While Billman misses her son, she isn’t lamenting his absence from a traditional high school.
“I honestly think this is the best way for him to learn because he gets more out of it,” she said.
His days are filled with strenuous training followed by a couple of hours of online school with others, though he gets a week off every three weeks. That allows him to come home — to visit his dad in Michigan, and his mom and siblings in Skokie.
He recently had a family reunion with them during a visit home. At a new gym in Niles he jumped on a trampoline, flipping through the air. Using a trampoline is a common part of his training, he said.
From Lake Placid, Fochs will attend Westminster College in Utah, the U.S. Ski Team college. His coach, Eric Bwergoust, doesn’t believe Dakota will be ready for the 2014 winter Olympics in Russia, but he’s on track for the 2018 world showcase in Seoul, Korea. By then he hopes to have “The Hurricane” down pat, a triple-flip jump with a twist during the first flip, three twists during the second and two twists during the third.
The sacrifices that Fochs makes every day in pursuit of his dream are not his alone.
Billman misses her son and has to accept a few distasteful realities about her not being around. She says her son seems to have a new tattoo every time she sees him even though he promised to stop. And then there is the danger of what he does. A couple of weeks ago she learned he had a hard landing, and coughed up blood and bruised a lung.
“He was so far away from home, and I was here and I couldn’t get to him,” she said. “That was hard.”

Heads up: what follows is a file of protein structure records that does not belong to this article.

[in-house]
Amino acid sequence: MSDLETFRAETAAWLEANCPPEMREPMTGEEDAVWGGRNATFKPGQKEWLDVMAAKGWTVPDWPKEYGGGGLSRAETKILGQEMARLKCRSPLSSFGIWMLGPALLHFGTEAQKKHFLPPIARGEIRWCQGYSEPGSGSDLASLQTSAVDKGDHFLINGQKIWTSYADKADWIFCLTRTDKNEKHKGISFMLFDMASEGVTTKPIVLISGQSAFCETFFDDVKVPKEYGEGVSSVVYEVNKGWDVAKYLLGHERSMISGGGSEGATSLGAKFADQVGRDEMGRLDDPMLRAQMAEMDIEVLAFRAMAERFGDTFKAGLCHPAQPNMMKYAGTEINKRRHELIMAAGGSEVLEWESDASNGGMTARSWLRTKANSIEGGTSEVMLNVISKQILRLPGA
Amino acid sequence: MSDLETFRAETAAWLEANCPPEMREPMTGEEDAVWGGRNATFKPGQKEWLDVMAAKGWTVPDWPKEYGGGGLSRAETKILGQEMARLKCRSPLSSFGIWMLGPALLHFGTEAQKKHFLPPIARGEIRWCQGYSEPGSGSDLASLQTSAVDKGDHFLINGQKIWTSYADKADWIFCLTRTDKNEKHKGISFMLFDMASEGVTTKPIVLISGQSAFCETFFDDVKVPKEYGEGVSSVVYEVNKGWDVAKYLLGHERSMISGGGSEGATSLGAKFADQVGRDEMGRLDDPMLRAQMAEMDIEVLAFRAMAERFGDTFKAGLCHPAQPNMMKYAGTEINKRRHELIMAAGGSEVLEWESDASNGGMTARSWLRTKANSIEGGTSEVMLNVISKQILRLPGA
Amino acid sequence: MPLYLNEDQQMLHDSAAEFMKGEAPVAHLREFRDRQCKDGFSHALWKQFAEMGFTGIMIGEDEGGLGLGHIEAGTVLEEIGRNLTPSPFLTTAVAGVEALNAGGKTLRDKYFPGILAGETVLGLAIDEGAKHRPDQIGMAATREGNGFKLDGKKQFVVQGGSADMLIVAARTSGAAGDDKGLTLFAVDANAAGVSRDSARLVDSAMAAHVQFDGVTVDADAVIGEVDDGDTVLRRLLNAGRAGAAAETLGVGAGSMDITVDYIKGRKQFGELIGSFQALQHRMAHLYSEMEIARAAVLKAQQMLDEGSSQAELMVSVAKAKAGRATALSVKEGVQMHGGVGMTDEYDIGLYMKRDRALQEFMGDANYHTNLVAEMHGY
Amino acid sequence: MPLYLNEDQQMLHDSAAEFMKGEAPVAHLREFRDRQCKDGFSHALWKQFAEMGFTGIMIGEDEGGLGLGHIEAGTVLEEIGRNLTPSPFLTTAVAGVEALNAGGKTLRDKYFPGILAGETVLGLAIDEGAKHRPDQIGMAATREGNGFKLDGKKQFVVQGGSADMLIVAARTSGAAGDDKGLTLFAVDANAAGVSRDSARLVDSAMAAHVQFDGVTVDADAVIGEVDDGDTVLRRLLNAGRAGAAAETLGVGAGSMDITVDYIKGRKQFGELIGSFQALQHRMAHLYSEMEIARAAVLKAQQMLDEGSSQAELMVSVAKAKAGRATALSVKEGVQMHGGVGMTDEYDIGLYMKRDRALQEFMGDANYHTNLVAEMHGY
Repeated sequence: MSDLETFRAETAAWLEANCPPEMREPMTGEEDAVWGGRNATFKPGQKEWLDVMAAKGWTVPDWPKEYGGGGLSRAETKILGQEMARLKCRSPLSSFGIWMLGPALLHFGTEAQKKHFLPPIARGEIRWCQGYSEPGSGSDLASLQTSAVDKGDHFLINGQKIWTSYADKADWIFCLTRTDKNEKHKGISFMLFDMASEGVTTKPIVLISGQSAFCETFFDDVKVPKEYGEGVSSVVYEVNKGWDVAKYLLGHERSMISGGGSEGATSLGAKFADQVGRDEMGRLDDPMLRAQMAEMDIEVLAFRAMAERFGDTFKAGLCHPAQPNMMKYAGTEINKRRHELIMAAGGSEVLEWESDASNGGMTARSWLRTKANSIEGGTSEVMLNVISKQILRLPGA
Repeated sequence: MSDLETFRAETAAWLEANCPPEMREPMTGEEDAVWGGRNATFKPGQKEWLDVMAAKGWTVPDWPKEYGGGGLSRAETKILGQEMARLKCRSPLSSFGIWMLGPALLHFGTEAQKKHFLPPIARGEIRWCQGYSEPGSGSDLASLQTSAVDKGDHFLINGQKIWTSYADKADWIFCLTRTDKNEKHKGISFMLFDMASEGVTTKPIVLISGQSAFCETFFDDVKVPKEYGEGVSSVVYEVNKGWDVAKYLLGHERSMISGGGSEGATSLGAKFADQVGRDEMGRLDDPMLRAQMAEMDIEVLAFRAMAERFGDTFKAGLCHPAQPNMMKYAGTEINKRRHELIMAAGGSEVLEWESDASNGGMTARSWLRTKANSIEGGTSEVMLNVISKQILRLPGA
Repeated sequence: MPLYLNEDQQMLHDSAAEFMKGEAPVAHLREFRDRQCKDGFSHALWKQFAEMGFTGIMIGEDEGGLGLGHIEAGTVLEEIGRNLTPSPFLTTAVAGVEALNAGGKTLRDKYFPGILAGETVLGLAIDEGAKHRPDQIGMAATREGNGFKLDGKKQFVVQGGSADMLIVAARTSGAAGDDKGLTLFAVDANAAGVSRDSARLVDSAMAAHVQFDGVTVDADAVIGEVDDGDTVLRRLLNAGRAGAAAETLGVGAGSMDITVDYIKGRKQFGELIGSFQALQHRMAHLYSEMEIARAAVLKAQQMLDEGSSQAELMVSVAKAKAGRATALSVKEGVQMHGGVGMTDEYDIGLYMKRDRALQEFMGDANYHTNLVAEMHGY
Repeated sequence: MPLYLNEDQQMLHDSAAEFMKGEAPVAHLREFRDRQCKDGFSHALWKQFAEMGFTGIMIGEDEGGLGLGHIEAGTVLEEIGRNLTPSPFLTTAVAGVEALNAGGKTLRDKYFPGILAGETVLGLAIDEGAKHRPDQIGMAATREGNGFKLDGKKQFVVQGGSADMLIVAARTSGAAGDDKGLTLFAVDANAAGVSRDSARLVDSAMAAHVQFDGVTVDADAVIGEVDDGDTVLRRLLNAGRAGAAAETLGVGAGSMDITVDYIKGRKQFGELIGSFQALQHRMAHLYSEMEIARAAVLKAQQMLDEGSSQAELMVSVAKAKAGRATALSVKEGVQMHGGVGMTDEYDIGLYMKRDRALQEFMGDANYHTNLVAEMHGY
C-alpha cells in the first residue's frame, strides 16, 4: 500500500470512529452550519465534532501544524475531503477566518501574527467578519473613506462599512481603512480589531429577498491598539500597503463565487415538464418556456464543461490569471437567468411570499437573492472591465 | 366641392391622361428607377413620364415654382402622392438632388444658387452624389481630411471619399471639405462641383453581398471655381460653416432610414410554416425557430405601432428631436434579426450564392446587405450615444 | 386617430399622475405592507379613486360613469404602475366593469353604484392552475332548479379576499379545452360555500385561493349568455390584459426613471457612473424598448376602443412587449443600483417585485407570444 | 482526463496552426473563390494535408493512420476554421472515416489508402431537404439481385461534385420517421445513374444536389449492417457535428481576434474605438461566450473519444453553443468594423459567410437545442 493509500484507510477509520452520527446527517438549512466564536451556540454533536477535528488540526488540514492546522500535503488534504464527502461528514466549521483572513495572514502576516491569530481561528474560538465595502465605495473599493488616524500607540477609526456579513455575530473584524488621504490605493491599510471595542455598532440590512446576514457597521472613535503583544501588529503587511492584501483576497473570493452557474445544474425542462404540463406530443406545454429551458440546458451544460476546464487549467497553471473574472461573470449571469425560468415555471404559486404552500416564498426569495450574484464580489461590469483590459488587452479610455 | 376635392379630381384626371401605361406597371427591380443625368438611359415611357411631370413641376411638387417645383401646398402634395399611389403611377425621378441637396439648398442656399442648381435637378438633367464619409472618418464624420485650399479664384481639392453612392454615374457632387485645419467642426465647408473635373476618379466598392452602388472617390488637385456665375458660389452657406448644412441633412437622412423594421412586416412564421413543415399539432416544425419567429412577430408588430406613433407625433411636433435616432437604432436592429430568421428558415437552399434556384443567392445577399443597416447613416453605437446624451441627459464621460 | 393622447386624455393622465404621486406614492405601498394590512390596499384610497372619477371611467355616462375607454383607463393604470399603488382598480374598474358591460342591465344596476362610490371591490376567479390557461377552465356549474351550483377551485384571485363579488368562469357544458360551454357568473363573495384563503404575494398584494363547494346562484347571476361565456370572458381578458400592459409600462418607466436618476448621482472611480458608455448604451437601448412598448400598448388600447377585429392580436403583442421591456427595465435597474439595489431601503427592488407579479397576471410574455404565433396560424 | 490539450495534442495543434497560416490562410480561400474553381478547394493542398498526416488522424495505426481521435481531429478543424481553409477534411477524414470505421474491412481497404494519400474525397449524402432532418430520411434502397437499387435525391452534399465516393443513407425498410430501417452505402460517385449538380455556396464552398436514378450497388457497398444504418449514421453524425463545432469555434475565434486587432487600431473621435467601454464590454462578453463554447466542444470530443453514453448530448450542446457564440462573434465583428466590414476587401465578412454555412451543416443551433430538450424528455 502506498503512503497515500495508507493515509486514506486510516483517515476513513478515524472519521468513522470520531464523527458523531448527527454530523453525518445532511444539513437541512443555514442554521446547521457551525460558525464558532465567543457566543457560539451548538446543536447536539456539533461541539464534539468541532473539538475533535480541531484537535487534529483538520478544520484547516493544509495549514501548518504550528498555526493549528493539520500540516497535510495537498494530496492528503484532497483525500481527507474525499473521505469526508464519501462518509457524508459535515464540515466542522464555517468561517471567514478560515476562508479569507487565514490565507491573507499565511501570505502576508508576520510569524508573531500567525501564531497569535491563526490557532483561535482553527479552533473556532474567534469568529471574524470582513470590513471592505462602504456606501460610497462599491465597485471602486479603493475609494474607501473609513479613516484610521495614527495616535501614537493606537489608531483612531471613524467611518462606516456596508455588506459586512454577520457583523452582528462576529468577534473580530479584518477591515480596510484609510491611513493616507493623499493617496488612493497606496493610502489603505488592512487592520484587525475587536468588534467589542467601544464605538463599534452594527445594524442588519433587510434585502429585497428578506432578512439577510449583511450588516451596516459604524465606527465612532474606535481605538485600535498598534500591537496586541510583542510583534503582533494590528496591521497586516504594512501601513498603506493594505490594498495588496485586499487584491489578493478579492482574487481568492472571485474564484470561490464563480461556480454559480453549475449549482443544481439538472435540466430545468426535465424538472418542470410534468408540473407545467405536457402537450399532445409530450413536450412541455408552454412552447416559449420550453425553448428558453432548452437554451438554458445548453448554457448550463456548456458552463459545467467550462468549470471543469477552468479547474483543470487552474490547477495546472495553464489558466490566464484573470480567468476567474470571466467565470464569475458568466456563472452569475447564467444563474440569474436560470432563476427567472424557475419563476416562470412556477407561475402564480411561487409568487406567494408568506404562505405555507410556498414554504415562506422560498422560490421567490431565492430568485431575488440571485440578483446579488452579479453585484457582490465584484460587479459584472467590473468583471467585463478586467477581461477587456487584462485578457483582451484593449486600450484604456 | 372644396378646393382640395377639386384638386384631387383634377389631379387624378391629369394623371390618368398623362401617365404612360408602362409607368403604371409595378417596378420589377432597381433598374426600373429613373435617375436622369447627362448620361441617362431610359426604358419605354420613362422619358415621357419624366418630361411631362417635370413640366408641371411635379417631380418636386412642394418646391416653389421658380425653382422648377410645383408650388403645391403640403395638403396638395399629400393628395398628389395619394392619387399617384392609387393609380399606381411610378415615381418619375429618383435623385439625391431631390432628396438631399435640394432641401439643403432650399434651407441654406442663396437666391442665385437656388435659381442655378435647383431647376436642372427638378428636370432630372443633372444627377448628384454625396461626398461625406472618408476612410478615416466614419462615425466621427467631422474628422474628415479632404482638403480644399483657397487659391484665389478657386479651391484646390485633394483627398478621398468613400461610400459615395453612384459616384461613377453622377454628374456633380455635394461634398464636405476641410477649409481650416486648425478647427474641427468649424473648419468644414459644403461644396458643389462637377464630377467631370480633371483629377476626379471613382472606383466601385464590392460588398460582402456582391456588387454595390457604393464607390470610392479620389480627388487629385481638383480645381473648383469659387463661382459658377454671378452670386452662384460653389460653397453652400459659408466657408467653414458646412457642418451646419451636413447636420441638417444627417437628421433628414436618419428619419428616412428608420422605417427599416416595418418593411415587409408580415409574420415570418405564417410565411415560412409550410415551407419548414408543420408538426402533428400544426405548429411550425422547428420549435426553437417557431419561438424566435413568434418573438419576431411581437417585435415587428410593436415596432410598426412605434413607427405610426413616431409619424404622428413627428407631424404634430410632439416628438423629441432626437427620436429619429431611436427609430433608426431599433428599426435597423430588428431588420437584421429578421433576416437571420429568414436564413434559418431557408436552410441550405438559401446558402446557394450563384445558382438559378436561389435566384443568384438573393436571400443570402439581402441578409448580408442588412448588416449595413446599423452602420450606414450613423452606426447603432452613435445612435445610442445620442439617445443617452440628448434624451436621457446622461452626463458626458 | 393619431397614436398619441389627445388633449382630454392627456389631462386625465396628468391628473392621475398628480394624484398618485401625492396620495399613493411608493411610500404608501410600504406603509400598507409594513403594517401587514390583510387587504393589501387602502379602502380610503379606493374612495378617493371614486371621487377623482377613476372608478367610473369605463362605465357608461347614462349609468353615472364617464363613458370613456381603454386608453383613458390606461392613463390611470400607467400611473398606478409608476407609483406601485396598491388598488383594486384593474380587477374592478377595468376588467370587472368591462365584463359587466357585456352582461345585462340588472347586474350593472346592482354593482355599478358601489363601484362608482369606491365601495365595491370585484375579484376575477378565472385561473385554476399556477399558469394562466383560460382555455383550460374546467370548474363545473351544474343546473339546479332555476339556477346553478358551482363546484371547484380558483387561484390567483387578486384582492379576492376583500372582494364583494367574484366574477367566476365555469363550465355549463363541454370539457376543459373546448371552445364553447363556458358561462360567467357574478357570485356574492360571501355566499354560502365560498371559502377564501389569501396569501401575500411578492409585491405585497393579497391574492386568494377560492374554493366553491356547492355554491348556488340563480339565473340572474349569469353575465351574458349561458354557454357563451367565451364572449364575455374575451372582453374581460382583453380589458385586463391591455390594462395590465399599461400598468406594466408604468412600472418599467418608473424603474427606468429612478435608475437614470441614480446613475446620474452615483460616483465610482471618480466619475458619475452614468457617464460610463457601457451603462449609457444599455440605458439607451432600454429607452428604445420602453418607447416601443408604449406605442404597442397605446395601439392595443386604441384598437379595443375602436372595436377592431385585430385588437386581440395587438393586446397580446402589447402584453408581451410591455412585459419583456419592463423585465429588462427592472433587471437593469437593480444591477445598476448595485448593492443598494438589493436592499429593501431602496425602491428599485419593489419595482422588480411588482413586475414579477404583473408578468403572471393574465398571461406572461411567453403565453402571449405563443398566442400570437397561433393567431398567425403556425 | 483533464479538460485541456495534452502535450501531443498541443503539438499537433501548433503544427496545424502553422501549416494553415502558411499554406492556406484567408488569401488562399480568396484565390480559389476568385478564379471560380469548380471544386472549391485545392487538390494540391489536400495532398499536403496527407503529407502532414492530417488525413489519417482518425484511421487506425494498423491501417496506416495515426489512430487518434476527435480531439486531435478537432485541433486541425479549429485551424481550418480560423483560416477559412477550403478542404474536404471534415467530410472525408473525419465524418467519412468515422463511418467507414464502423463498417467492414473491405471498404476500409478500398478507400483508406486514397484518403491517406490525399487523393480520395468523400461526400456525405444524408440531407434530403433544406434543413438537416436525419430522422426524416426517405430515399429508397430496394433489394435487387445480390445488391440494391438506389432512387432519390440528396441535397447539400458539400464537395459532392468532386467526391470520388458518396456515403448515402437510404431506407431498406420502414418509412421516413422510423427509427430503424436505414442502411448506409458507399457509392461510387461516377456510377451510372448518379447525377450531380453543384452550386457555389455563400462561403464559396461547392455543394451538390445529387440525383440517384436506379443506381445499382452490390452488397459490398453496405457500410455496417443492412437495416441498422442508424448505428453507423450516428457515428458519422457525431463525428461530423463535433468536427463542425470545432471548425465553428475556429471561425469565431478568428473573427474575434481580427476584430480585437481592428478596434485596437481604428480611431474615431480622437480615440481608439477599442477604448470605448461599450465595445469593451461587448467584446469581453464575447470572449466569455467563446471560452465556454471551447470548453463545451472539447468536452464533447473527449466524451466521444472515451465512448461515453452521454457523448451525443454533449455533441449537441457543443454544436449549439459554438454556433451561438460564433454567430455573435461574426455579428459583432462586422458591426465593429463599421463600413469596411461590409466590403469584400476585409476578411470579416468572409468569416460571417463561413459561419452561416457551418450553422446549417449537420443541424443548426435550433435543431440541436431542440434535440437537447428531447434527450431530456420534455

There’s a serious financial burden that comes with Dakota’s dream, too — one carried by both his mother and father, who are divorced. Billman is currently on medical leave so it’s a one-income family, she noted.
As a member of the U.S. Ski Team, Fochs has his room and board, food and medical care subsidized. But his parents have to pay for competition fees each year, school costs and transportation to get to the competitions. When Fochs travels around the world to compete, the expense is on the family.
Each athlete also needs $5,000 in his account in Lake Placid for registration and competition fees. Billman is planning some fundraising activities, and she has started a “gofundme” page for her son, hoping to raise at least $5,000. The page, www.gofundme.com/Dakota-Fochs, is also a good place to keep up with the latest news about the teenage aerial skier.
But even with such hardships, Billman said, she never considered holding her son back. “I felt it was my job as his parent to encourage him,” she said.
She knows she made the right choice — especially during special moments. One of them came in March when Dakota participated in a competition in Vermont that left him ranked 19th in aerial ski jumping in the nation.
“I was standing at the bottom of the ramp with my camera looking up just waiting for him to flip over my head,” Billman recalled. “It’s impossible to describe the exhilaration and the excitement and the pride that I felt just then. It was amazing.”